purple cabbage sauerkraut

I’ve mentioned before that according to Pantone, 2018 is the year of purple. I shared a delicious and hearty purple sweet potato smoothie bowl recipe to celebrate the color getting it’s due honor. Missed it? Don’t worry, it’s still up and you can check it out here and create your own smoothie bowl masterpiece.

Now I want to share another purple super food recipe. Homemade purple cabbage  sauerkraut.


This sauerkraut is tangy, a little spicy, packed with nutrients, and absolutely beautiful. It’s such a vibrant showstopper.

If someone told me three years ago that I would be making my own fermented foods, I wouldn’t have believed them. However, I have grown to not only enjoy the taste of fermented foods, but also the realization that it’s not scary to make at home and the money saving aspect of doing it yourself are definite wins. As a kid, I did not like sauerkraut. However as an adult? It definitely has a place in my bowl and in my heart.


To start, sauerkraut is a probiotic food rich in iron, fiber, and antioxidants. It can reduce inflammation, improve immune function, improve digestion, as well as stabilize moods and overall health. Sauerkraut reportedly can lower cholesterol, reduce eczema flareups, alleviate arthritis inflammation, and help prevent bacterial infections such as UTIs. Sauerkraut is filled with ‘good bacteria’ which helps the gut microbiome.

When people hear the word ‘sauerkraut’ they often imagine the green/white cabbage variety. And although the traditional sauerkraut is delicious and packed with healing properties, I wanted to experiment with purple cabbage. We know that deep purple foods are nutrient dense. Pairing a nutrient dense food (purple cabbage) with a nutrient dense food (sauerkraut) seemed like a logical step to me. I really enjoy making traditional cabbage sauerkraut  and figured making it with purple cabbage wouldn’t be too much of a leap. And it wasn’t. I learned that people have been making purple cabbage sauerkraut for years, I’m just late. I think that’s because we only ever really see green cabbage sauerkraut in stores. And that’s a shame because purple sauerkraut is delicious and it’s own beautiful creation.

Let’s move on to purple cabbage for a moment.


Purple cabbage (also referred to as red cabbage) is a cruciferous vegetable often enjoyed on salads or sauteed. Purple cabbage contains insoluble fiber which helps to prevent constipation and can relieve some gastrointestinal conditions such as IBS. It is one of the top Vitamin A providers you can find which makes it a immune booster powerhouse (FACT: It has more Vitamin C than oranges! So how about we start drinking purple cabbage juice in the winter to fight cold and flu season instead of orange juice?). It fights inflammation, arthritis, reduces the risks of osteoporosis, and can even help with degenerative and chronic conditions (like Alzheimer’s disease and Parkinson’s). Unfortunately, when we cook cabbage down, it loses many of its nutrients and it’s healing properties are lowered. It is recommended to eat purple cabbage raw or fermented in order to get it’s most benefit. If you do decide to cook it, do so on low heat and in a short time frame (steamed based cooking is ideal) to retain it’s nutrients.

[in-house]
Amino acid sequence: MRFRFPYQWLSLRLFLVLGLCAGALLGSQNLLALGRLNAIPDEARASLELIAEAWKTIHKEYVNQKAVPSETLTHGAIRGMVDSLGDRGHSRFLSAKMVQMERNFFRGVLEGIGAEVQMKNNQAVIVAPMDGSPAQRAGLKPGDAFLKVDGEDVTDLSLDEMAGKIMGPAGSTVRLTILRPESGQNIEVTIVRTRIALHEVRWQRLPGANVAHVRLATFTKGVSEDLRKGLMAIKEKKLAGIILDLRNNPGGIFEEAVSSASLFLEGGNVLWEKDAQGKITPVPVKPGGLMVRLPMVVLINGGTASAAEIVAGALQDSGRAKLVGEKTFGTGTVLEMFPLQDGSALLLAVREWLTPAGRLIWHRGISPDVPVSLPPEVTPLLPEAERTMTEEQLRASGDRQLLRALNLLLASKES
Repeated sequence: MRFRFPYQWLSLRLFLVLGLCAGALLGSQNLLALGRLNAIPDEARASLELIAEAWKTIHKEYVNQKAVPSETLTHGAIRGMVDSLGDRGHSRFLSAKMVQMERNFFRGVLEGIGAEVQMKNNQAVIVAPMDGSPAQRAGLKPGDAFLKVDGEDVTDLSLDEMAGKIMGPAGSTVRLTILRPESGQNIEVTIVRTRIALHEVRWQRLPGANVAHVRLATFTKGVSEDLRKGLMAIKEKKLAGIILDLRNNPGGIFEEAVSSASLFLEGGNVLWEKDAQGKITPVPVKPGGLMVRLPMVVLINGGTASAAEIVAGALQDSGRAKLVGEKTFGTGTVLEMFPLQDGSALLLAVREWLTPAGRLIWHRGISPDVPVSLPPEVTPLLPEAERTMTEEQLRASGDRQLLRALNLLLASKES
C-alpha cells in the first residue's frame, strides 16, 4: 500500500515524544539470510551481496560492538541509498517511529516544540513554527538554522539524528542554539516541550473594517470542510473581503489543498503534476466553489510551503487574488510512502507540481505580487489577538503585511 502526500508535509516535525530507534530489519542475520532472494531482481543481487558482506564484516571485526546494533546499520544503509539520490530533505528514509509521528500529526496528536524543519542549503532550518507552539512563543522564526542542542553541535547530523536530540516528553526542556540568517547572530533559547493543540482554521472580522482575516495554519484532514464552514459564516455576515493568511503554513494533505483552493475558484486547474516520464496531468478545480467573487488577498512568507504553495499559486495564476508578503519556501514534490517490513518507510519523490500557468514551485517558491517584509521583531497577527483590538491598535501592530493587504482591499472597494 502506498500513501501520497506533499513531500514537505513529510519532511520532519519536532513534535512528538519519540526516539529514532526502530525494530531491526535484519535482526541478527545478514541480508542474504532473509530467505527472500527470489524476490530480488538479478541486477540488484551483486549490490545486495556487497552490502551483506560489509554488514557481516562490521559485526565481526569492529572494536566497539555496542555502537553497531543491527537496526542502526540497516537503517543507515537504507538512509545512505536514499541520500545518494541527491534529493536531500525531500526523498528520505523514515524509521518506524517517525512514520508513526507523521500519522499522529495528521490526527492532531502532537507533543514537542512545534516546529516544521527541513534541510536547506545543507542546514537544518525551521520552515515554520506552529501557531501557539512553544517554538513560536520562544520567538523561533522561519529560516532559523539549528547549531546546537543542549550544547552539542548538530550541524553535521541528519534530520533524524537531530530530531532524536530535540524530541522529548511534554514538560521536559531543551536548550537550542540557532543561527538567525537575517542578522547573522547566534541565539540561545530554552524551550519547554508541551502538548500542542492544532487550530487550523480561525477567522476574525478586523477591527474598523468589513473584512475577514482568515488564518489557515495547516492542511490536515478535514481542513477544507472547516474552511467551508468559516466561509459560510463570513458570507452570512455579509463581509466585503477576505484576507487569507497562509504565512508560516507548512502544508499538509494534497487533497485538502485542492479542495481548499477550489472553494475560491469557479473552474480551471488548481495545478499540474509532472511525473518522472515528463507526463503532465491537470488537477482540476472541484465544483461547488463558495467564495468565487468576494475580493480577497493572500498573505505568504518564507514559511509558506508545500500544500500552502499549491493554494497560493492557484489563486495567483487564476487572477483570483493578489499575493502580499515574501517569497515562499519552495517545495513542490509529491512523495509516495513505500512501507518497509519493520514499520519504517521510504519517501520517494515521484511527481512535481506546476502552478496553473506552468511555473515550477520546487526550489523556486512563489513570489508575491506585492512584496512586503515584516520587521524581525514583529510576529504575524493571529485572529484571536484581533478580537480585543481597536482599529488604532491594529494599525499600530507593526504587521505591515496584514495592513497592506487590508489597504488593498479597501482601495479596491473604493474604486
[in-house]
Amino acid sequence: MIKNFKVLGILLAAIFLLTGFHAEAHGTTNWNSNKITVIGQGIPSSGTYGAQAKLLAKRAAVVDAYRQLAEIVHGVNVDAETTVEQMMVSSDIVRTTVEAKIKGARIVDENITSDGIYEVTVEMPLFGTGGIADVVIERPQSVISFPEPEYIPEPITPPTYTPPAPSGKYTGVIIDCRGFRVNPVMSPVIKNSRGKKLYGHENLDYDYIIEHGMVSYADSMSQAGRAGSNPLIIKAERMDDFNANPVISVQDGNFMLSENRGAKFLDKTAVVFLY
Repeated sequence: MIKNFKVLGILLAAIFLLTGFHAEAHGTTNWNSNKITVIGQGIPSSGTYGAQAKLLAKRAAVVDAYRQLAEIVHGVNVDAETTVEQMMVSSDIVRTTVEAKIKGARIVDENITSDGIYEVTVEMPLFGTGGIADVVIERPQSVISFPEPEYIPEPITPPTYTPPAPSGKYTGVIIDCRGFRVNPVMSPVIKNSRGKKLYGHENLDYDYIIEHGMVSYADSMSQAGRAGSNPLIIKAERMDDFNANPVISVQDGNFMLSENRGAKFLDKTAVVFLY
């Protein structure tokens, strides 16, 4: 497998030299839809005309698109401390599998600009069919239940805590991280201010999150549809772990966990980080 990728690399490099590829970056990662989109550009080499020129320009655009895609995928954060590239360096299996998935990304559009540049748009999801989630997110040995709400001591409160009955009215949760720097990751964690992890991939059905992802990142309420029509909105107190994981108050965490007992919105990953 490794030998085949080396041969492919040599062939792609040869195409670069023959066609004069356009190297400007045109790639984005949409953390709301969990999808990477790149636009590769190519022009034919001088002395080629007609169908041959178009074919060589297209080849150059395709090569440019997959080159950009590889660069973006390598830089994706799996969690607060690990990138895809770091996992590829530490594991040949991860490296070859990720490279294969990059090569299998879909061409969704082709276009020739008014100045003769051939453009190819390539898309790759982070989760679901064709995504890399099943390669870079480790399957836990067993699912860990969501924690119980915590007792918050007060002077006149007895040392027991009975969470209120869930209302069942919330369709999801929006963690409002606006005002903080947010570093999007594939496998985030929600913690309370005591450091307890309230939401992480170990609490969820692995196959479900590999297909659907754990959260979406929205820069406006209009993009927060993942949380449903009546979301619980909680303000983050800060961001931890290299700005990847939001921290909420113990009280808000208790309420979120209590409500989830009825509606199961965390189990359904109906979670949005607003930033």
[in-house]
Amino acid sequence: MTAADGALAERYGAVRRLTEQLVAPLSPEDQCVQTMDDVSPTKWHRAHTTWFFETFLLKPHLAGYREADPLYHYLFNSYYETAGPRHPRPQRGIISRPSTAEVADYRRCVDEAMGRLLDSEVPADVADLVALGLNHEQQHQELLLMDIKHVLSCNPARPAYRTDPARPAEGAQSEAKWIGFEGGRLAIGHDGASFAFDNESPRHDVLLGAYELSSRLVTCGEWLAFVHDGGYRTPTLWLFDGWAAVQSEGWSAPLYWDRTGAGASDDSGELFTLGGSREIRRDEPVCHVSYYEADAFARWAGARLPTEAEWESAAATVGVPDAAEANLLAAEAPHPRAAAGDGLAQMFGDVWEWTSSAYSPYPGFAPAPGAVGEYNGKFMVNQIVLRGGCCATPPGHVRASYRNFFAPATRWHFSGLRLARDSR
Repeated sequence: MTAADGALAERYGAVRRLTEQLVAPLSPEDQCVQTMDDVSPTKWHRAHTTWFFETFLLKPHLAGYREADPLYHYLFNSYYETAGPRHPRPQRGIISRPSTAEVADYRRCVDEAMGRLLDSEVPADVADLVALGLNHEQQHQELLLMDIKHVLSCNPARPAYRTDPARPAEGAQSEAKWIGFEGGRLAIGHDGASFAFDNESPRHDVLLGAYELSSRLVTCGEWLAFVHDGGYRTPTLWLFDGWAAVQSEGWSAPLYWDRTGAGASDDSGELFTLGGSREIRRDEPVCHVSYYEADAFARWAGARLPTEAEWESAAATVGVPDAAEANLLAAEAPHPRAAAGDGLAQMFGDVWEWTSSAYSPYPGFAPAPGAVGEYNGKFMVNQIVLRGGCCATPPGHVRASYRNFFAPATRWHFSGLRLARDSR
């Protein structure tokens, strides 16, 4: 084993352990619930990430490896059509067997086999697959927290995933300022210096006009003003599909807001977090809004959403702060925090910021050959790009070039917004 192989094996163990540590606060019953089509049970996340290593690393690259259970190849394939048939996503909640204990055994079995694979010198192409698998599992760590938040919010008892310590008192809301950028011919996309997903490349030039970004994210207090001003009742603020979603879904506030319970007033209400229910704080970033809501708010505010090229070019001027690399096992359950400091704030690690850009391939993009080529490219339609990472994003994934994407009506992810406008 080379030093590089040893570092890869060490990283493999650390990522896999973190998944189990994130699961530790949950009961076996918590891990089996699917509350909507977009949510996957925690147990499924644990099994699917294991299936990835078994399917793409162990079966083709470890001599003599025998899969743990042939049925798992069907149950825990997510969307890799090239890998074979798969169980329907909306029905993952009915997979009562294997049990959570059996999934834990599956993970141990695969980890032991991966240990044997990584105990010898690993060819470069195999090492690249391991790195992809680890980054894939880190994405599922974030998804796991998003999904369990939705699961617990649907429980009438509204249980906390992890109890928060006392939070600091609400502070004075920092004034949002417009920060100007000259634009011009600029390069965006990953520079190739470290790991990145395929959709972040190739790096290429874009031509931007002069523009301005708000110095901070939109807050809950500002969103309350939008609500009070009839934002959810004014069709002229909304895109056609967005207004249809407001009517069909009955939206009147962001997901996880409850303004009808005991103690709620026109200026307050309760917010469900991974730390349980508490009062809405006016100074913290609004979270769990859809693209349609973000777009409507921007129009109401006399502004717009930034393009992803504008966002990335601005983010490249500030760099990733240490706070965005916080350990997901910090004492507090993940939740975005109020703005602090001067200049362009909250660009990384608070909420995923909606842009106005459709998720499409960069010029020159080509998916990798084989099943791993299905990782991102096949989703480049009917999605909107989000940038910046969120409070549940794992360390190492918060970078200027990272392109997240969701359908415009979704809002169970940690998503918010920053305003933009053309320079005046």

Purple cabbage sauerkraut is a PERFECT and EASY way to enjoy the benefits of not just purple cabbage but also sauerkraut. This recipe is a healthy gut win.

And when I say easy I mean easy! You do a little chop, add some spices, and then do a little sitting and waiting. Seriously. Making fermented foods seems so much more complicated than it is but I promise it’s one of the easiest things you can do in your kitchen. Patience is key.

And the final result is a super food you feel good about eating and feeding those you love.



  • 1 purple cabbage, shredded (I used my spiralizer with attachment C but you can do this by hand as well)
  • 1 tablespoon sea salt
  • 1/4 teaspoon habernero spice (optional)



Sprinkle shredded cabbage with salt


and massage cabbage for 10 minutes, releasing water out as you do so.


Stuff the cabbage into a mason jar (32 ounce) and cover with the liquid you massaged out. You want the cabbage to be completely submerged, so add a little water if you need.


The cabbage needs to remain under the liquid and you may need a weight to do this. I use a Ziploc bag, fill it with some water and place the bag over the cabbage to keep it down.


This works like a charm and I’ve never had issue with it. Cover jar with a coffee filter, cheesecloth, or anything that is breathable but can also keep fruit flies, dust and other particles out of the sauerkraut. Place the jar in a dark location and wait for it to ferment. Check often to make sure that the cabbage is still submerged under the liquid (if you use the Ziploc bag you’ll notice it’s really good at keeping the cabbage submerged!). Taste sauerkraut after 2 weeks and if it’s tangy enough for you, replace cloth with an airtight lid and move your sauerkraut to the fridge and start consuming it.

I recommend eating a pinch or 1/4 cup of your homemade sauerkraut daily. Can eat it alone, on top of salads, or however you like.

What do you think? Easy enough? I love this recipe, I love the color, and I love the nutritional benefits!

happy gut,

sonni kolasinac



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I believe in big hair and and live by the 5 (sometimes 10) second rule when food falls on the ground. I want to create a greener, simpler life for my little family while at the same time sharing everything I eat, yoga poses I try, and ideas about life with my smartphone attached to my hip. I'm sort of a hot mess living by the motto "fake it until you make it."

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